A Chemical and Microscopic Study of Decayed Earlywood and Latewood of Loblolly Pine Killed by the Southern Pine Beetle

Shamoun F. Shamoun, Michael P. Levi


Chemical and anatomical changes in the wood of loblolly pines (Pinus taeda L.) killed by southern pine beetles (Dendroctonus frontalis Zimm) were examined. The trees had been dead for approximately 20 months, and were harvested near Jacksonville, North Carolina. Decay occurred in both earlywood and latewood although the rate of deterioration was greater in the earlywood. The dominant patterns of decay in earlywood were dissolution of the secondary walls from the lumen outward toward the middle lamella, and finally a total destruction of cell-wall structure. Decay in latewood was characterized by localized dissolution of the secondary walls, and the formation of "soft-rot" type cavities in the S2 layer of the secondary walls. Chemical analysis showed little or no difference in proportions of holocellulose and lignin in earlywood and latewood of sound and beetle-killed wood. One percent NaOH solubility of both earlywood and latewood was significantly greater in beetle-killed wood than in sound wood. These characteristics suggest that the primary fungus responsible for decay may be Peniophora sp., a fungus commonly found in stored southern pine logs. The results indicate that the beetle-killed wood could be used successfully as a furnish for pulp and reconstituted board products.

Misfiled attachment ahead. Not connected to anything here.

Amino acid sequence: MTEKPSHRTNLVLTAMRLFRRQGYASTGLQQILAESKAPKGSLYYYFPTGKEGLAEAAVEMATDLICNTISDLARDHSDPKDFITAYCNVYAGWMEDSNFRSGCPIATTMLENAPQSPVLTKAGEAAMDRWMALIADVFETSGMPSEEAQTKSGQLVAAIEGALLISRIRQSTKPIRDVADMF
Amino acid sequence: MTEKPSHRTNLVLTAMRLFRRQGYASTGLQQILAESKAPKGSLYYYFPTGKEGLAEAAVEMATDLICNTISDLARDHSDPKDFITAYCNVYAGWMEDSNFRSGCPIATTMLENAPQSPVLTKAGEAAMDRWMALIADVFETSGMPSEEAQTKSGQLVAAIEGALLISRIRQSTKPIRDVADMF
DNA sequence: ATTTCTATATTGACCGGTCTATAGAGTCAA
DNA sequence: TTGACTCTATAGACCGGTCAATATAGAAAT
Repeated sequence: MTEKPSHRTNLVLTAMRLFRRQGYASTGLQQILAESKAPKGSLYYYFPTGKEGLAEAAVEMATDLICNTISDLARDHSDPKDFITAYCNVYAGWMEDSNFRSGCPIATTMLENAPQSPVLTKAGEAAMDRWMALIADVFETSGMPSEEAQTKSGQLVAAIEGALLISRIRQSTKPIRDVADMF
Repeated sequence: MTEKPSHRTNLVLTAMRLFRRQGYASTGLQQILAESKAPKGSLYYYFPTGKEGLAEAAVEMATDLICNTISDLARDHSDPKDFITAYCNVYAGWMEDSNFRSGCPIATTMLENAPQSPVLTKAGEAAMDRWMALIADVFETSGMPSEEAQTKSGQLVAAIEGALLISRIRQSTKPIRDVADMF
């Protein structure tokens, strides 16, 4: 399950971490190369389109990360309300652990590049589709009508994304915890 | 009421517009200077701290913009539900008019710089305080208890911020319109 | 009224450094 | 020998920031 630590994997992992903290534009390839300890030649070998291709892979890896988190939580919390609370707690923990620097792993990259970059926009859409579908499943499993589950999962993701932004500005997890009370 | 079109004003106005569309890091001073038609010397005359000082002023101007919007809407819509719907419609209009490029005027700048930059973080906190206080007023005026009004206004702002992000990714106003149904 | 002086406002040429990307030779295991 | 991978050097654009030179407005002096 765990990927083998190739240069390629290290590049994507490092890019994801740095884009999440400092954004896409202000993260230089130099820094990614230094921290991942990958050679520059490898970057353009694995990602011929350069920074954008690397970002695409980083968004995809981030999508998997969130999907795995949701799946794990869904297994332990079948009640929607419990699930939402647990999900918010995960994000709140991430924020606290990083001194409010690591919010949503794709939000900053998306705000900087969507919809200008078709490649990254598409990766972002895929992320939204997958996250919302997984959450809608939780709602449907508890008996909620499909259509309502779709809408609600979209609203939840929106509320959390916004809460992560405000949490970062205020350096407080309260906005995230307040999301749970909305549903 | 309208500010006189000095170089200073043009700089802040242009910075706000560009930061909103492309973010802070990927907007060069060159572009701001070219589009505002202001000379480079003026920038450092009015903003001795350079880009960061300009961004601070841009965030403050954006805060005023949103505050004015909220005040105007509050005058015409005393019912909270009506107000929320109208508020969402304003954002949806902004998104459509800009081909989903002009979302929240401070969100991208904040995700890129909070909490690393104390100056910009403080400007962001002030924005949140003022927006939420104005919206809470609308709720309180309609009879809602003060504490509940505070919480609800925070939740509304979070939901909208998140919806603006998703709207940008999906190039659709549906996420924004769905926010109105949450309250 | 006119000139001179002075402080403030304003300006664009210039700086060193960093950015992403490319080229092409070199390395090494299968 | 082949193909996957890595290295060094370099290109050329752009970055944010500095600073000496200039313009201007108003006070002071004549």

Decay;chemical analysis;microscopy;loblolly pine;southern pine beetle;earlywood;latewood

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